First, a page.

This week in What the Hell Happened To, we go back to the 1960s and remember 6'3 guard, Gary Phillips. After a sensational high school career in Quincy, Ill., he played for Guy Lewis at the University of Houston. A 6-foot-3 guard, Phillips quickly established a reputation as rugged defender. In his sophomore season, Phillips held University of Cincinnati All-American Oscar Robertson, who averaged 35.1 points per game, to 13 points, the lowest total of the Big O’s collegiate career.
As a senior, Phillips led the Cougars to a berth in the 1961 NCAA tournament and was named as a first team All-American.
Phillips was taken by Boston in the 1st round of the '61 NBA draft with the 8th overall selection. However getting picked by the defending champs wasn't what Phillips was hoping for:
“Growing up in Southern Illinois, I was a St. Louis Hawks fan,” Phillips said. “I thought they were going to take me with the seventh pick, but they took Cleo Hill instead. I was disappointed but I guess getting drafted by the Boston Celtics was a pretty good consolation prize.”
The Celtics would win the title and for Phillips, "being a part of that championship team is my greatest basketball memory." However his time in Boston was about to end:
“In the draft following my rookie year, I had a bad training camp,” he sad. “The Celtics had just drafted John Havlicek out of Ohio State. Auerbach called me into his office and told me that Havlicek would be getting most of the playing time. He told me I could play in this league and he would trade me wherever I wanted to go. I wanted to go to the West Coast so I asked to be traded to either the Lakers or the Warriors, who had just relocated to San Francisco.
The Celtics decided to sell Phillips to the Warriors where he would play for four years. His teammates in San Francisco included Wilt Chamberlain, Nate Thurmond and Rick Barry. During this time, Phillips returned to the Finals in 1964. San Francisco would lose the series to the Celtics, 4-1. Phillips believes Chamberlain is the greatest player in the history of the NBA.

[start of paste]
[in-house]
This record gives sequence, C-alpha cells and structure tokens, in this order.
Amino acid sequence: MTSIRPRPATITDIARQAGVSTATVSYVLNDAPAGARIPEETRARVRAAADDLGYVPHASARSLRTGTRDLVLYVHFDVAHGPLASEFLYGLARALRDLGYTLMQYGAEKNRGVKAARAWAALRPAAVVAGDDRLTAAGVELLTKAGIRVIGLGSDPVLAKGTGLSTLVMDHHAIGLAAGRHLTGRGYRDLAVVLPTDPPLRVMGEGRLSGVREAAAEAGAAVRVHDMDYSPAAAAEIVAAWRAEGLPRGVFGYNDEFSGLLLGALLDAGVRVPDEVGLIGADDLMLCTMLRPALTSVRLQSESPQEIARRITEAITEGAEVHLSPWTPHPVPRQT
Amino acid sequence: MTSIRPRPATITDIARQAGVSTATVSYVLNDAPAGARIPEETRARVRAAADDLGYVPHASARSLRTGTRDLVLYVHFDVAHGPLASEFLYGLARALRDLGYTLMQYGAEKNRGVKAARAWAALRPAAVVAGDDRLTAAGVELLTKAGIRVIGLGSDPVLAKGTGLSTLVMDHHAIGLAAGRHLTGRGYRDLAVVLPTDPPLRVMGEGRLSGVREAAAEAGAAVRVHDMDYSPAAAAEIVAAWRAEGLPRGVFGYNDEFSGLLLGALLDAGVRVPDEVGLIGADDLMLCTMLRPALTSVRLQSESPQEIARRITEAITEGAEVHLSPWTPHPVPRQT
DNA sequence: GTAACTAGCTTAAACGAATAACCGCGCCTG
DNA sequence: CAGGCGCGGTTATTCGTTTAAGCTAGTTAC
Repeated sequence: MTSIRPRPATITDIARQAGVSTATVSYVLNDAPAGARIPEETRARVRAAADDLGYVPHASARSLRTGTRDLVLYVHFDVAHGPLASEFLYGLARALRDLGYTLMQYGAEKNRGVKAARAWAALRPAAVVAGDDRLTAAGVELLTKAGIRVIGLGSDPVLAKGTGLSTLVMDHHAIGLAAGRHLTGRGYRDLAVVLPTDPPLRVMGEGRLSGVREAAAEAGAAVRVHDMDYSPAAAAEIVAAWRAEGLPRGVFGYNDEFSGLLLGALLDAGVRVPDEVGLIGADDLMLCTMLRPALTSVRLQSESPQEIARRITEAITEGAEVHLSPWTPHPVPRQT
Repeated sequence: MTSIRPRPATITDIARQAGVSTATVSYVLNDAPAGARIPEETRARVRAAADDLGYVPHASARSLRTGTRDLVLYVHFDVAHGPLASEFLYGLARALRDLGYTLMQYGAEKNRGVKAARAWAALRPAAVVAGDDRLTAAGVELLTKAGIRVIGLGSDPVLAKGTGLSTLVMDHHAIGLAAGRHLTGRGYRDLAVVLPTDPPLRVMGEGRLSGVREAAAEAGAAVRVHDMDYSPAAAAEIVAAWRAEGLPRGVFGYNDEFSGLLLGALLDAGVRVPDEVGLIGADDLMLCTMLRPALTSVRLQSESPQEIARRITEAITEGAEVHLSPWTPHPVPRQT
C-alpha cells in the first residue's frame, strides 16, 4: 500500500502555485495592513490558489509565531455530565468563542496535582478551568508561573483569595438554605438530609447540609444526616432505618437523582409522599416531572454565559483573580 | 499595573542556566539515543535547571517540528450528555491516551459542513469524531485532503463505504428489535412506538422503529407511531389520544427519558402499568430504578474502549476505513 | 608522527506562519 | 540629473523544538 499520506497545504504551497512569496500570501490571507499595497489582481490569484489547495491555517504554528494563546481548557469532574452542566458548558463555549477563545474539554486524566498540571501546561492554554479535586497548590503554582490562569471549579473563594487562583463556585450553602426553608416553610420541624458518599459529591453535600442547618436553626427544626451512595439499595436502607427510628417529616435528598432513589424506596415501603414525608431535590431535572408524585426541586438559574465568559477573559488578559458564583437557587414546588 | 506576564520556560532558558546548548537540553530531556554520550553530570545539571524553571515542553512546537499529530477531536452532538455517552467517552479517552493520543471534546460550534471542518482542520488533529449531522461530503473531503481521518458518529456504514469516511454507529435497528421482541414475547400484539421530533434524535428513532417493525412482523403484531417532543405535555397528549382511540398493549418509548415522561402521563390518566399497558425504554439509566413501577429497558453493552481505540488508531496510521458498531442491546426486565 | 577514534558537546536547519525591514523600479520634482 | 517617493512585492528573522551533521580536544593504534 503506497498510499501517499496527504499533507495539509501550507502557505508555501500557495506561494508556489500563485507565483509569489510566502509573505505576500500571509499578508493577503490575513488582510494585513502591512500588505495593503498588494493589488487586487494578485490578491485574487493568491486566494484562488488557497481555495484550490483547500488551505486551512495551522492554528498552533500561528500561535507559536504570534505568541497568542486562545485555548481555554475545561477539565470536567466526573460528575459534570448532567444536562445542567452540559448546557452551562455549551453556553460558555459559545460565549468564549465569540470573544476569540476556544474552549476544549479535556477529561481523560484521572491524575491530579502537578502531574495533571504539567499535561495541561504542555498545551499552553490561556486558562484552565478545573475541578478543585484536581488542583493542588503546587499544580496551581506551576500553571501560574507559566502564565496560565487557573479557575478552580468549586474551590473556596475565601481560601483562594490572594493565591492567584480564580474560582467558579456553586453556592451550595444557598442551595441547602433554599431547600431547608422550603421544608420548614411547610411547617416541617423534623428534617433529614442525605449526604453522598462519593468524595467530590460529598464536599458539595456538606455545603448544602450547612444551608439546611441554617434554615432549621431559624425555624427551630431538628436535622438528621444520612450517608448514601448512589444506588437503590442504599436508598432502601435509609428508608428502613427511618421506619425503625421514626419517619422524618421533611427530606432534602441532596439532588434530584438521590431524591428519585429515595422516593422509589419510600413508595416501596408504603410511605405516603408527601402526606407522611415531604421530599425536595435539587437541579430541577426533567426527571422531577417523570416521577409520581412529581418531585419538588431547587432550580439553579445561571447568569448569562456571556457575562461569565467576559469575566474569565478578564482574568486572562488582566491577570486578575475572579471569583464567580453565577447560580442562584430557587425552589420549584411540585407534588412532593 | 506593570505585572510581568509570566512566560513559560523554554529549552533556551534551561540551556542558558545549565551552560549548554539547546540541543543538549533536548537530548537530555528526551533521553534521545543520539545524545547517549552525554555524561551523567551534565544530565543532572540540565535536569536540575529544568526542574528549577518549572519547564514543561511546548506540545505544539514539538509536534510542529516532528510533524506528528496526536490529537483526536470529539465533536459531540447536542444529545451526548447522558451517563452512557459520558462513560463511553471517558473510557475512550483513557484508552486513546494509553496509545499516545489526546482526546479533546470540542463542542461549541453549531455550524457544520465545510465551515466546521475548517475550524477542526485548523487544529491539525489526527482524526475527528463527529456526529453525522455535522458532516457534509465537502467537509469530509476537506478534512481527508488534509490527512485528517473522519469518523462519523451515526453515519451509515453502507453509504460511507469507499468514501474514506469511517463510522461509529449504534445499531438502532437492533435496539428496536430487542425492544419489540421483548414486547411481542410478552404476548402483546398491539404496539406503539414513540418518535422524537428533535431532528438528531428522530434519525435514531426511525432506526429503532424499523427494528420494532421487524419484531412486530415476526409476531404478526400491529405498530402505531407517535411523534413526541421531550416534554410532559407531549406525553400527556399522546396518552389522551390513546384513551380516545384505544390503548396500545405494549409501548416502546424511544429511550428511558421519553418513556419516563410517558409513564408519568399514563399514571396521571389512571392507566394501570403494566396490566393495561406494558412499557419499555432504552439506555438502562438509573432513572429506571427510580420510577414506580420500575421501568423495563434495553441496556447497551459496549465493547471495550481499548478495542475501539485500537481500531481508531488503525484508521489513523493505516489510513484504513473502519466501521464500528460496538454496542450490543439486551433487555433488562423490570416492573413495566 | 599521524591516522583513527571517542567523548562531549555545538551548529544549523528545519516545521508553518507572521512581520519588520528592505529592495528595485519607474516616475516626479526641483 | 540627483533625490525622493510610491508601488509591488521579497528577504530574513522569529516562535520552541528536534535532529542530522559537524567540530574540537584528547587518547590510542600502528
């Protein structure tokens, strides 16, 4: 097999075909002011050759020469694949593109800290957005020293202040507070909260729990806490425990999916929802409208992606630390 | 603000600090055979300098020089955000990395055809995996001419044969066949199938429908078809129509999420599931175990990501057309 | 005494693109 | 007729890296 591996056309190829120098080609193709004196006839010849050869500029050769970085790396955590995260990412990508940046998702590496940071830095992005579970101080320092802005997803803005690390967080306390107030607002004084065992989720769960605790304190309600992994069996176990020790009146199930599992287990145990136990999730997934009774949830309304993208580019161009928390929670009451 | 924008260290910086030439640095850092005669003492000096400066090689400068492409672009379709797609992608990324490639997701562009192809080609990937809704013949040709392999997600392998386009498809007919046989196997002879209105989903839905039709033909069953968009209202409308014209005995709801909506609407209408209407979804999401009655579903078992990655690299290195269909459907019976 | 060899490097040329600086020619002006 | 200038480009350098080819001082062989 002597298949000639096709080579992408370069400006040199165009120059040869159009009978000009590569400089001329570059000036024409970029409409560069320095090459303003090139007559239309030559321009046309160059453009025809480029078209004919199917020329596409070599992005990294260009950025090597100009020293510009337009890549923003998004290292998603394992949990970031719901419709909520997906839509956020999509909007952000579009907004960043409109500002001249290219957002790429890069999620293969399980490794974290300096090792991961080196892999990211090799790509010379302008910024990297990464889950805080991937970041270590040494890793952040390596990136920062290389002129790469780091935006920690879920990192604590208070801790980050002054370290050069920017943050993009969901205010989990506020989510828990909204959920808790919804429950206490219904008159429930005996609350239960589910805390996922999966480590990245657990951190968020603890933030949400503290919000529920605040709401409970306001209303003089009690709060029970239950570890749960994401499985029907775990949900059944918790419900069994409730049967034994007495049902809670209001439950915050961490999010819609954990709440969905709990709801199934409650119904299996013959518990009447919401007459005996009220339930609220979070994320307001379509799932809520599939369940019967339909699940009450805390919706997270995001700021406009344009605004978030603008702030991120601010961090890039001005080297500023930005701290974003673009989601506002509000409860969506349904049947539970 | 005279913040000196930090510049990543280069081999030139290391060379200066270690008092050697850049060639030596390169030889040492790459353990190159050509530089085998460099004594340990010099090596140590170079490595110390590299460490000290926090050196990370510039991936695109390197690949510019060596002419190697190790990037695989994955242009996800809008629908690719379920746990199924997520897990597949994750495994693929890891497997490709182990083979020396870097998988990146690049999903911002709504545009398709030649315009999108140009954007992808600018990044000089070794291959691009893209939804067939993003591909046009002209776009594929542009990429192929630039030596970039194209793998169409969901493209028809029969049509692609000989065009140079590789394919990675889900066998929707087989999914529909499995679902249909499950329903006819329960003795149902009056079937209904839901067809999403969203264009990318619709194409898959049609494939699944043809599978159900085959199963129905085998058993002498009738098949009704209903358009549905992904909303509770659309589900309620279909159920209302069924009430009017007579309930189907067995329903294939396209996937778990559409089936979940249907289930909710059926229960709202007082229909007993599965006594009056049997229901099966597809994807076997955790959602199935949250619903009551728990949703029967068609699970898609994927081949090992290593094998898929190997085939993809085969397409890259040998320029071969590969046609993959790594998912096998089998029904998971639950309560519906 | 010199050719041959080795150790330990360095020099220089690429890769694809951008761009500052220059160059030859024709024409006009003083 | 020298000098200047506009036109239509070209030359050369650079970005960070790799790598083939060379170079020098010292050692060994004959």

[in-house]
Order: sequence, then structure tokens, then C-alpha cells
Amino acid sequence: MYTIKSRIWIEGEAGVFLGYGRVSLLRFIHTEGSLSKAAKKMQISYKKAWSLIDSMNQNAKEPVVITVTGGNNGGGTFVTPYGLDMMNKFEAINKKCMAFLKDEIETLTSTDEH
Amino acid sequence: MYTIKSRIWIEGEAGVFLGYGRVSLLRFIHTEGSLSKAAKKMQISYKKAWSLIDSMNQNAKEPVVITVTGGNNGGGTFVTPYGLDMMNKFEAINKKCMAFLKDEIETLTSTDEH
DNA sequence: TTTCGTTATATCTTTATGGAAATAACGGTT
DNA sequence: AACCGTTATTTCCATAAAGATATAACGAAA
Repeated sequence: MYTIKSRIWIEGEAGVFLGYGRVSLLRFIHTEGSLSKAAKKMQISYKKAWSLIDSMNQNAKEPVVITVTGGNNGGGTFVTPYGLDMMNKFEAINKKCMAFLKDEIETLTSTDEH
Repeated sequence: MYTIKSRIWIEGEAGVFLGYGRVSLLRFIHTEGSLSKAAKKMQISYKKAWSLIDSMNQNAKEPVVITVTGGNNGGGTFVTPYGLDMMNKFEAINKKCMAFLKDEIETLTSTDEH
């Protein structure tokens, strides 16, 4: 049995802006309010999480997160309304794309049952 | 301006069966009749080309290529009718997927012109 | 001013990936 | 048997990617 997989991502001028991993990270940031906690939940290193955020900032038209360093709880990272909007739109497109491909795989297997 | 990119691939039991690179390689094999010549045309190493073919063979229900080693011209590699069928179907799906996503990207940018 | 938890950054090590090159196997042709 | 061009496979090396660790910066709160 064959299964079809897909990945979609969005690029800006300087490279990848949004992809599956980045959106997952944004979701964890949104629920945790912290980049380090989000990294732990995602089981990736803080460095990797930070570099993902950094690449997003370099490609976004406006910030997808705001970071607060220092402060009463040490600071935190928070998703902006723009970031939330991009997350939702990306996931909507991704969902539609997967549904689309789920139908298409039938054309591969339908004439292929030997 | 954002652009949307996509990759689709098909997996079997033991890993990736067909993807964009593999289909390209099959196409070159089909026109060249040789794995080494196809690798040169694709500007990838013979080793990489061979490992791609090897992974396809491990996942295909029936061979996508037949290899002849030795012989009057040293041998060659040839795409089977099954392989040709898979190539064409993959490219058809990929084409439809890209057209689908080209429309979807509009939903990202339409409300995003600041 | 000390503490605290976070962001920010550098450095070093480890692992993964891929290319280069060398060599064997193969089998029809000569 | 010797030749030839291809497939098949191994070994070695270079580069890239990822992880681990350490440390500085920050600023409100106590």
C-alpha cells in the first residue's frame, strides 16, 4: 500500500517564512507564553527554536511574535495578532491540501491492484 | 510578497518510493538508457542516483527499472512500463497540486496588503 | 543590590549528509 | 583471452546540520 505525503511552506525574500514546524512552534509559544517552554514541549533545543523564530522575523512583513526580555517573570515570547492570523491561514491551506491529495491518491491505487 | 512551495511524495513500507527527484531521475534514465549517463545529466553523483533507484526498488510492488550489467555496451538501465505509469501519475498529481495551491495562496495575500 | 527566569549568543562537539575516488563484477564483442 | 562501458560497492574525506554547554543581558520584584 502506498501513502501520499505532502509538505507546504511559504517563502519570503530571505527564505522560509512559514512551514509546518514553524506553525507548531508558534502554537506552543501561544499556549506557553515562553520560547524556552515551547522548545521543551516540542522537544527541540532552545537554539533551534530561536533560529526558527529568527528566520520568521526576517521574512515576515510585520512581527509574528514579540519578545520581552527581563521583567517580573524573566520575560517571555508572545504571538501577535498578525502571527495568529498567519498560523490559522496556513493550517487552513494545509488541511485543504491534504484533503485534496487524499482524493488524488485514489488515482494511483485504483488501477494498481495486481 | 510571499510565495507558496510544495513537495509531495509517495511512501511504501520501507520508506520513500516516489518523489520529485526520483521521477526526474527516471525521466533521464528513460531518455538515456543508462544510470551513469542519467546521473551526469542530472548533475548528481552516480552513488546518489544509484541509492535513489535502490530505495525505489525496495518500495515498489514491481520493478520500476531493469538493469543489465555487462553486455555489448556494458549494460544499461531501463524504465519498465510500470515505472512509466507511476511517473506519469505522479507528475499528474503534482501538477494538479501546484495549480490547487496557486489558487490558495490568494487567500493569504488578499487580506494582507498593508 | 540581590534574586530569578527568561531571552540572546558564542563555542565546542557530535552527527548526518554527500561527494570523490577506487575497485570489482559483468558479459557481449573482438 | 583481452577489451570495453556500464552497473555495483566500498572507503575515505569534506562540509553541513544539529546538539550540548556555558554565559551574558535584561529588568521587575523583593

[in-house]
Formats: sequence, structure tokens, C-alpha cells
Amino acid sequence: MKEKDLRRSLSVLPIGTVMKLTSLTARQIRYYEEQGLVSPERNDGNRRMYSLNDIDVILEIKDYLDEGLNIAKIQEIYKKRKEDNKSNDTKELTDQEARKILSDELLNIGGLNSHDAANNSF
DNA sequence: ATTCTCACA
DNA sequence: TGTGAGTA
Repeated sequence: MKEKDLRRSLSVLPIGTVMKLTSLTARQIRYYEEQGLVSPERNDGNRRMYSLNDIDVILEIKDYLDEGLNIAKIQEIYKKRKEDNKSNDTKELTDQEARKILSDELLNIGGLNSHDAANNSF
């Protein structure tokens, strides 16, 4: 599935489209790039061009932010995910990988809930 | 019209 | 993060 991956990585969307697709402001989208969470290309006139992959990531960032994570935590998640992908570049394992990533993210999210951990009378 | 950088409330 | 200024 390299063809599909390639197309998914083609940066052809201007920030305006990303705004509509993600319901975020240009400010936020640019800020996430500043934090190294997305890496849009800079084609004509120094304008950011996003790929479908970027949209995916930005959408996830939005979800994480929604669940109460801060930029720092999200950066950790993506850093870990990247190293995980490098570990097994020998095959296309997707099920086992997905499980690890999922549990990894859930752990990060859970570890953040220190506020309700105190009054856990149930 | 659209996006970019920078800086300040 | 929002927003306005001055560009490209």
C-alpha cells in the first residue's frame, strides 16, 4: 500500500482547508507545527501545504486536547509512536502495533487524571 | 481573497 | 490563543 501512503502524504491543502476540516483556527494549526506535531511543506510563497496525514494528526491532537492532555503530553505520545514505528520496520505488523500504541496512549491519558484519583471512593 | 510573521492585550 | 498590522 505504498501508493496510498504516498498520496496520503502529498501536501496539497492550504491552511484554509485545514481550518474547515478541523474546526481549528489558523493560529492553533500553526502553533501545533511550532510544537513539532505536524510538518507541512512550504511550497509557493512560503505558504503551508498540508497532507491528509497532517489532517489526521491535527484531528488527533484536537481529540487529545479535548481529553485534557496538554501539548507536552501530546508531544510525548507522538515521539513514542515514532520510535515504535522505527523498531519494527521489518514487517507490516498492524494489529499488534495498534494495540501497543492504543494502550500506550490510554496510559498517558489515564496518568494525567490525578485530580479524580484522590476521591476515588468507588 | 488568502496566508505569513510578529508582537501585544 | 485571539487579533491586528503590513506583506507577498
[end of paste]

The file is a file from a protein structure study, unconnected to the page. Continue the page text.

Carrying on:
“In the ‘64 Finals, Wilt averaged 50 points and 20 rebounds per game,” Phillips said. “People always think of him as being skinny, but he weighed over 300 pounds and had 21-inch biceps. His height was listed as 7-1, but he was closer to 7-4. He was truly a man among boys.”
Phillips retired after the 1966 season after averaging close to 7 ppg in 20 minutes a night. He returned to Houston where he was (not surprisingly) involved in selling real estate with his family. In 1999, Phillips was named as one of the University of Houston’s top 30 athletes of the 20th century.
Today Gary lives in Hunt, TX with his wife Judy, where they have resided for the past 19 years. He owns 3-H Storage, a self-storage facility in Kerrville, TX. Although him and Xavier McDaniel each have a business page on Manta.com, their perception of today's players is a bit different:
“They take better care of themselves now and they have better training,” he said. “They are not necessarily more talented than they were in my day, but they are better prepared. These players are not as fundamentally sound as we were. In my day, there were only a few players that dribbled behind their back. Now everyone does it.”
He has great admiration for the San Antonio Spurs:
"They are, without a doubt, the most fundamentally sound team in the league. Their commitment to defense is what sets them apart. Your offense will always fluctuate up and down, but your defensive effort should remain constant. That is how you win championships. Popovich is very disciplined coach, probably due to his military background. He runs the whole show,. What they have established now is just a continuation of what David Robinson and Avery Johnson started.”
As for Spurs star Tim Duncan, Phillips says,
“If I was going to build a franchise, he would be the first player I took. He just goes about his business and ends up with a double-double every night. Basketball is about winning championships and he has proven he can get there.”
Phillips also has praise for the other members of the Spurs:
“(Manu) Ginobili is a fighter. He is deceptively quick and will do whatever it takes to win,” Phillips said. “(Tony) Parker is really quick as well and is one of the top five point guards in the league. But what I really like about the Spurs is their bench. They can go four or five deep and they are all great shooters. This is a team that understands what each individual’s contribution should be. That is the foundation of every championship team.”
Sounds to me Gary has become a Spurs' fan in his old age :-)